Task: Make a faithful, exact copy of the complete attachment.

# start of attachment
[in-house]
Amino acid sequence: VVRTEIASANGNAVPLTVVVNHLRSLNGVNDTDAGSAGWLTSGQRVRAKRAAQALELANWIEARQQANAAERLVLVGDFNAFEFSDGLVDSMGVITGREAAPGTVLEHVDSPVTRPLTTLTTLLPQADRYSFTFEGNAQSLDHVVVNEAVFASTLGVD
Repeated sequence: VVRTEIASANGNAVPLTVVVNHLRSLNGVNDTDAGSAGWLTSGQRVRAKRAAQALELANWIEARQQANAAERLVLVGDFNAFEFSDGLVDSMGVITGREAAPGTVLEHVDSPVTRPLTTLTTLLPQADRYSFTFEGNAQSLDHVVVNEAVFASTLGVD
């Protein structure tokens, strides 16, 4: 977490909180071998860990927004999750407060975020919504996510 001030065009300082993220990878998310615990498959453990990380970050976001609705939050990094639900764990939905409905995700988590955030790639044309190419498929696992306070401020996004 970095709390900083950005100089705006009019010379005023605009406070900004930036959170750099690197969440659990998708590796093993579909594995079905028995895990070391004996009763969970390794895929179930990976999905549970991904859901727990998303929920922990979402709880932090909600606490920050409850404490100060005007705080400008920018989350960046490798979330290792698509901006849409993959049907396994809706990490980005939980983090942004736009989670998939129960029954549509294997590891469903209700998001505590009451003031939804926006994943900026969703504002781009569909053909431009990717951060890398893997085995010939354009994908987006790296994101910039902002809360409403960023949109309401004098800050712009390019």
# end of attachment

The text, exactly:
[in-house]
Amino acid sequence: VVRTEIASANGNAVPLTVVVNHLRSLNGVNDTDAGSAGWLTSGQRVRAKRAAQALELANWIEARQQANAAERLVLVGDFNAFEFSDGLVDSMGVITGREAAPGTVLEHVDSPVTRPLTTLTTLLPQADRYSFTFEGNAQSLDHVVVNEAVFASTLGVD
Repeated sequence: VVRTEIASANGNAVPLTVVVNHLRSLNGVNDTDAGSAGWLTSGQRVRAKRAAQALELANWIEARQQANAAERLVLVGDFNAFEFSDGLVDSMGVITGREAAPGTVLEHVDSPVTRPLTTLTTLLPQADRYSFTFEGNAQSLDHVVVNEAVFASTLGVD
């Protein structure tokens, strides 16, 4: 977490909180071998860990927004999750407060975020919504996510 001030065009300082993220990878998310615990498959453990990380970050976001609705939050990094639900764990939905409905995700988590955030790639044309190419498929696992306070401020996004 970095709390900083950005100089705006009019010379005023605009406070900004930036959170750099690197969440659990998708590796093993579909594995079905028995895990070391004996009763969970390794895929179930990976999905549970991904859901727990998303929920922990979402709880932090909600606490920050409850404490100060005007705080400008920018989350960046490798979330290792698509901006849409993959049907396994809706990490980005939980983090942004736009989670998939129960029954549509294997590891469903209700998001505590009451003031939804926006994943900026969703504002781009569909053909431009990717951060890398893997085995010939354009994908987006790296994101910039902002809360409403960023949109309401004098800050712009390019």